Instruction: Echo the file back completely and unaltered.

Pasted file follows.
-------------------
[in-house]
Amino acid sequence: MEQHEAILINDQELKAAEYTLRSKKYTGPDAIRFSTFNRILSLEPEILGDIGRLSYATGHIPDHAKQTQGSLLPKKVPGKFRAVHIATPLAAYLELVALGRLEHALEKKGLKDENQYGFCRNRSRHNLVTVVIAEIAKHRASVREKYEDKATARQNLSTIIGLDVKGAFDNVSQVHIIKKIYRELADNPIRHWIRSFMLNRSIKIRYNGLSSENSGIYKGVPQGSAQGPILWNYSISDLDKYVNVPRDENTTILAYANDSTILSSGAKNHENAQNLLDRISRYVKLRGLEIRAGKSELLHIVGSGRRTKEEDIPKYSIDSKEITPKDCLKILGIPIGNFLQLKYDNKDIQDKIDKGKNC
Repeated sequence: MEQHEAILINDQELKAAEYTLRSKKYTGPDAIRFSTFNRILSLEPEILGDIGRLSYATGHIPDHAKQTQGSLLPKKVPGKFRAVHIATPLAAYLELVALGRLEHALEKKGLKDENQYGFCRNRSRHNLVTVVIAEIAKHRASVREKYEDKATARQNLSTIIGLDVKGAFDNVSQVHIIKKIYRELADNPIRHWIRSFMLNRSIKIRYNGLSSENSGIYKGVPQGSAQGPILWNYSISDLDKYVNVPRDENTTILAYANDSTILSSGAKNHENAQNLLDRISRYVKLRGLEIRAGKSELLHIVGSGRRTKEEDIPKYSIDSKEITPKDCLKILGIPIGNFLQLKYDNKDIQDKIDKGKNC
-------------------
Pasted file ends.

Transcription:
[in-house]
Amino acid sequence: MEQHEAILINDQELKAAEYTLRSKKYTGPDAIRFSTFNRILSLEPEILGDIGRLSYATGHIPDHAKQTQGSLLPKKVPGKFRAVHIATPLAAYLELVALGRLEHALEKKGLKDENQYGFCRNRSRHNLVTVVIAEIAKHRASVREKYEDKATARQNLSTIIGLDVKGAFDNVSQVHIIKKIYRELADNPIRHWIRSFMLNRSIKIRYNGLSSENSGIYKGVPQGSAQGPILWNYSISDLDKYVNVPRDENTTILAYANDSTILSSGAKNHENAQNLLDRISRYVKLRGLEIRAGKSELLHIVGSGRRTKEEDIPKYSIDSKEITPKDCLKILGIPIGNFLQLKYDNKDIQDKIDKGKNC
Repeated sequence: MEQHEAILINDQELKAAEYTLRSKKYTGPDAIRFSTFNRILSLEPEILGDIGRLSYATGHIPDHAKQTQGSLLPKKVPGKFRAVHIATPLAAYLELVALGRLEHALEKKGLKDENQYGFCRNRSRHNLVTVVIAEIAKHRASVREKYEDKATARQNLSTIIGLDVKGAFDNVSQVHIIKKIYRELADNPIRHWIRSFMLNRSIKIRYNGLSSENSGIYKGVPQGSAQGPILWNYSISDLDKYVNVPRDENTTILAYANDSTILSSGAKNHENAQNLLDRISRYVKLRGLEIRAGKSELLHIVGSGRRTKEEDIPKYSIDSKEITPKDCLKILGIPIGNFLQLKYDNKDIQDKIDKGKNC